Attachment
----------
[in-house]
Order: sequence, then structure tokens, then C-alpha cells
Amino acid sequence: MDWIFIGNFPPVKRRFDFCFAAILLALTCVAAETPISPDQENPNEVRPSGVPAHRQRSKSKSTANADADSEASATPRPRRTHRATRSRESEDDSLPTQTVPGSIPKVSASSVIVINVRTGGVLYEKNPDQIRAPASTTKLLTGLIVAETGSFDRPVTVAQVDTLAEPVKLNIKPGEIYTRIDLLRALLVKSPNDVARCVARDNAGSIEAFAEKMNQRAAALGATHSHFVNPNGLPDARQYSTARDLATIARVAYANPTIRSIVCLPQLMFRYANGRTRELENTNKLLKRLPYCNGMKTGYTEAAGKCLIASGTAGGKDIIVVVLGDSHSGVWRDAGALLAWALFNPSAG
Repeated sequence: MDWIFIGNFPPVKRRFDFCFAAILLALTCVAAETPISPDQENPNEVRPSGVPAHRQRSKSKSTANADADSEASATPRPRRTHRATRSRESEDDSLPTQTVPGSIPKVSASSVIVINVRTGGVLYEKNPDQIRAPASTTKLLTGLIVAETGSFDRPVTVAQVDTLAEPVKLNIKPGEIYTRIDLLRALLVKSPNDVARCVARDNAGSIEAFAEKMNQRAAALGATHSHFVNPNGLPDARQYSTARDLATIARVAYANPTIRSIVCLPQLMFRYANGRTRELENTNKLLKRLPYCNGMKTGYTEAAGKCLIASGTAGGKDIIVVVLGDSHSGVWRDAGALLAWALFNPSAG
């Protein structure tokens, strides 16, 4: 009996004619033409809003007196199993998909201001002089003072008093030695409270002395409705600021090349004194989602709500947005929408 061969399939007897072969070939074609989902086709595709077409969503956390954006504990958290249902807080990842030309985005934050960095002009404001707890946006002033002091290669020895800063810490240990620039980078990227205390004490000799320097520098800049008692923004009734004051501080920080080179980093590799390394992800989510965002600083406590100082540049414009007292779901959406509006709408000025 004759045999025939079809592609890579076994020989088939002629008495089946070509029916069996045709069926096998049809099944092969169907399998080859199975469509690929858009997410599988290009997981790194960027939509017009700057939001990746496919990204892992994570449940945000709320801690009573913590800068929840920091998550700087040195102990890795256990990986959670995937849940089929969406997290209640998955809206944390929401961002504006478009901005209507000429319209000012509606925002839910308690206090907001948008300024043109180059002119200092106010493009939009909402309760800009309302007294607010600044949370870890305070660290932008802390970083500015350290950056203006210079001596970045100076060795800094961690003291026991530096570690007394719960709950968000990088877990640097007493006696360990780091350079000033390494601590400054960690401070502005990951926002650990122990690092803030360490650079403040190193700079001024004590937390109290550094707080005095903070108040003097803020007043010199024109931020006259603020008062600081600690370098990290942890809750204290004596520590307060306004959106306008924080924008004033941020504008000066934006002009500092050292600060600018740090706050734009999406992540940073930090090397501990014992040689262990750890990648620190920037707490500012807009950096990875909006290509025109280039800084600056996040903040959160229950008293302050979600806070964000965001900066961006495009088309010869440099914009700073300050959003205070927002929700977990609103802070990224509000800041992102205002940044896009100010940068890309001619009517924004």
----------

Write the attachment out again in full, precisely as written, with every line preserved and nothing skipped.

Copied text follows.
[in-house]
Order: sequence, then structure tokens, then C-alpha cells
Amino acid sequence: MDWIFIGNFPPVKRRFDFCFAAILLALTCVAAETPISPDQENPNEVRPSGVPAHRQRSKSKSTANADADSEASATPRPRRTHRATRSRESEDDSLPTQTVPGSIPKVSASSVIVINVRTGGVLYEKNPDQIRAPASTTKLLTGLIVAETGSFDRPVTVAQVDTLAEPVKLNIKPGEIYTRIDLLRALLVKSPNDVARCVARDNAGSIEAFAEKMNQRAAALGATHSHFVNPNGLPDARQYSTARDLATIARVAYANPTIRSIVCLPQLMFRYANGRTRELENTNKLLKRLPYCNGMKTGYTEAAGKCLIASGTAGGKDIIVVVLGDSHSGVWRDAGALLAWALFNPSAG
Repeated sequence: MDWIFIGNFPPVKRRFDFCFAAILLALTCVAAETPISPDQENPNEVRPSGVPAHRQRSKSKSTANADADSEASATPRPRRTHRATRSRESEDDSLPTQTVPGSIPKVSASSVIVINVRTGGVLYEKNPDQIRAPASTTKLLTGLIVAETGSFDRPVTVAQVDTLAEPVKLNIKPGEIYTRIDLLRALLVKSPNDVARCVARDNAGSIEAFAEKMNQRAAALGATHSHFVNPNGLPDARQYSTARDLATIARVAYANPTIRSIVCLPQLMFRYANGRTRELENTNKLLKRLPYCNGMKTGYTEAAGKCLIASGTAGGKDIIVVVLGDSHSGVWRDAGALLAWALFNPSAG
């Protein structure tokens, strides 16, 4: 009996004619033409809003007196199993998909201001002089003072008093030695409270002395409705600021090349004194989602709500947005929408 061969399939007897072969070939074609989902086709595709077409969503956390954006504990958290249902807080990842030309985005934050960095002009404001707890946006002033002091290669020895800063810490240990620039980078990227205390004490000799320097520098800049008692923004009734004051501080920080080179980093590799390394992800989510965002600083406590100082540049414009007292779901959406509006709408000025 004759045999025939079809592609890579076994020989088939002629008495089946070509029916069996045709069926096998049809099944092969169907399998080859199975469509690929858009997410599988290009997981790194960027939509017009700057939001990746496919990204892992994570449940945000709320801690009573913590800068929840920091998550700087040195102990890795256990990986959670995937849940089929969406997290209640998955809206944390929401961002504006478009901005209507000429319209000012509606925002839910308690206090907001948008300024043109180059002119200092106010493009939009909402309760800009309302007294607010600044949370870890305070660290932008802390970083500015350290950056203006210079001596970045100076060795800094961690003291026991530096570690007394719960709950968000990088877990640097007493006696360990780091350079000033390494601590400054960690401070502005990951926002650990122990690092803030360490650079403040190193700079001024004590937390109290550094707080005095903070108040003097803020007043010199024109931020006259603020008062600081600690370098990290942890809750204290004596520590307060306004959106306008924080924008004033941020504008000066934006002009500092050292600060600018740090706050734009999406992540940073930090090397501990014992040689262990750890990648620190920037707490500012807009950096990875909006290509025109280039800084600056996040903040959160229950008293302050979600806070964000965001900066961006495009088309010869440099914009700073300050959003205070927002929700977990609103802070990224509000800041992102205002940044896009100010940068890309001619009517924004």